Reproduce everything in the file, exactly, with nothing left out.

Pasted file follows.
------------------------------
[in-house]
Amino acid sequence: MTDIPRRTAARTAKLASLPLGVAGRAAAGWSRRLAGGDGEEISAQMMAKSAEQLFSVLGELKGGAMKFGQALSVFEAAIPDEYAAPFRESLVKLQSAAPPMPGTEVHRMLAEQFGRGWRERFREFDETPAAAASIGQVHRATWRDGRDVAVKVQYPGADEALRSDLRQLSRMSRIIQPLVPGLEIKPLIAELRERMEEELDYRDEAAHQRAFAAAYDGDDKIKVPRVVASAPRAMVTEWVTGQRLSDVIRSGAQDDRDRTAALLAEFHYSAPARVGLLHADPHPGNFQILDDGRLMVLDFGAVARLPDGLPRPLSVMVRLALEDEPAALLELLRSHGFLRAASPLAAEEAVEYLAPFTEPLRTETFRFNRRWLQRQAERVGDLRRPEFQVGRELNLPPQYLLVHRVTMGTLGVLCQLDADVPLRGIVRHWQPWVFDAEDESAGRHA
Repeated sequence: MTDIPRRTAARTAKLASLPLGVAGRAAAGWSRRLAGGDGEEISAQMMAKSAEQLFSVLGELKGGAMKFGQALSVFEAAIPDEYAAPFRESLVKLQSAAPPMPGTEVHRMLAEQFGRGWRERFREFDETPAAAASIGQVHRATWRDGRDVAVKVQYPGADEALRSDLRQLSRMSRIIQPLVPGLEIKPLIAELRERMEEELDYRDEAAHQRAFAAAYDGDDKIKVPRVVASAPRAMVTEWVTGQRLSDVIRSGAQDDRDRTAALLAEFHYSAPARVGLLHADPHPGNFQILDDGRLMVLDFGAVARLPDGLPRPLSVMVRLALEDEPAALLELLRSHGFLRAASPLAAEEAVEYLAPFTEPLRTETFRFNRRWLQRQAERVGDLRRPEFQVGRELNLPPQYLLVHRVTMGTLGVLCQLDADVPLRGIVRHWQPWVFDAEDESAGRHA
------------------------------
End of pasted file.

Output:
[in-house]
Amino acid sequence: MTDIPRRTAARTAKLASLPLGVAGRAAAGWSRRLAGGDGEEISAQMMAKSAEQLFSVLGELKGGAMKFGQALSVFEAAIPDEYAAPFRESLVKLQSAAPPMPGTEVHRMLAEQFGRGWRERFREFDETPAAAASIGQVHRATWRDGRDVAVKVQYPGADEALRSDLRQLSRMSRIIQPLVPGLEIKPLIAELRERMEEELDYRDEAAHQRAFAAAYDGDDKIKVPRVVASAPRAMVTEWVTGQRLSDVIRSGAQDDRDRTAALLAEFHYSAPARVGLLHADPHPGNFQILDDGRLMVLDFGAVARLPDGLPRPLSVMVRLALEDEPAALLELLRSHGFLRAASPLAAEEAVEYLAPFTEPLRTETFRFNRRWLQRQAERVGDLRRPEFQVGRELNLPPQYLLVHRVTMGTLGVLCQLDADVPLRGIVRHWQPWVFDAEDESAGRHA
Repeated sequence: MTDIPRRTAARTAKLASLPLGVAGRAAAGWSRRLAGGDGEEISAQMMAKSAEQLFSVLGELKGGAMKFGQALSVFEAAIPDEYAAPFRESLVKLQSAAPPMPGTEVHRMLAEQFGRGWRERFREFDETPAAAASIGQVHRATWRDGRDVAVKVQYPGADEALRSDLRQLSRMSRIIQPLVPGLEIKPLIAELRERMEEELDYRDEAAHQRAFAAAYDGDDKIKVPRVVASAPRAMVTEWVTGQRLSDVIRSGAQDDRDRTAALLAEFHYSAPARVGLLHADPHPGNFQILDDGRLMVLDFGAVARLPDGLPRPLSVMVRLALEDEPAALLELLRSHGFLRAASPLAAEEAVEYLAPFTEPLRTETFRFNRRWLQRQAERVGDLRRPEFQVGRELNLPPQYLLVHRVTMGTLGVLCQLDADVPLRGIVRHWQPWVFDAEDESAGRHA